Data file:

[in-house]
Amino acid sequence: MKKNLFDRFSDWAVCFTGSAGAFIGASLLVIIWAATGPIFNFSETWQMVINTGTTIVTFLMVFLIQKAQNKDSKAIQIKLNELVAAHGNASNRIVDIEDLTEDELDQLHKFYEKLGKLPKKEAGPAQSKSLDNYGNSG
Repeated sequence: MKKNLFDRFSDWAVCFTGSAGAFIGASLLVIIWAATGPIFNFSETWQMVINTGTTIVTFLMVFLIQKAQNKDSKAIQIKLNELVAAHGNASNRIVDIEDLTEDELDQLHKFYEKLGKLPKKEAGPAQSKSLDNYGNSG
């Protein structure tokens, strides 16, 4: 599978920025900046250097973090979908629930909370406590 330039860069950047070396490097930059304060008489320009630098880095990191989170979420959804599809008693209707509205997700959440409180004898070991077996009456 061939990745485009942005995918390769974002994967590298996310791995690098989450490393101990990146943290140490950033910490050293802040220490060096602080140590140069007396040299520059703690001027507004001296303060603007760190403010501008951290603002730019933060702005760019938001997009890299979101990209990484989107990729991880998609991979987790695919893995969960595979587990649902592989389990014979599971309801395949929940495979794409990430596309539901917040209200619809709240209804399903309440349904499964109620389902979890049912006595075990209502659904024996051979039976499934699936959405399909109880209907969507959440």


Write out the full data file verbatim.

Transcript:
[in-house]
Amino acid sequence: MKKNLFDRFSDWAVCFTGSAGAFIGASLLVIIWAATGPIFNFSETWQMVINTGTTIVTFLMVFLIQKAQNKDSKAIQIKLNELVAAHGNASNRIVDIEDLTEDELDQLHKFYEKLGKLPKKEAGPAQSKSLDNYGNSG
Repeated sequence: MKKNLFDRFSDWAVCFTGSAGAFIGASLLVIIWAATGPIFNFSETWQMVINTGTTIVTFLMVFLIQKAQNKDSKAIQIKLNELVAAHGNASNRIVDIEDLTEDELDQLHKFYEKLGKLPKKEAGPAQSKSLDNYGNSG
């Protein structure tokens, strides 16, 4: 599978920025900046250097973090979908629930909370406590 330039860069950047070396490097930059304060008489320009630098880095990191989170979420959804599809008693209707509205997700959440409180004898070991077996009456 061939990745485009942005995918390769974002994967590298996310791995690098989450490393101990990146943290140490950033910490050293802040220490060096602080140590140069007396040299520059703690001027507004001296303060603007760190403010501008951290603002730019933060702005760019938001997009890299979101990209990484989107990729991880998609991979987790695919893995969960595979587990649902592989389990014979599971309801395949929940495979794409990430596309539901917040209200619809709240209804399903309440349904499964109620389902979890049912006595075990209502659904024996051979039976499934699936959405399909109880209907969507959440």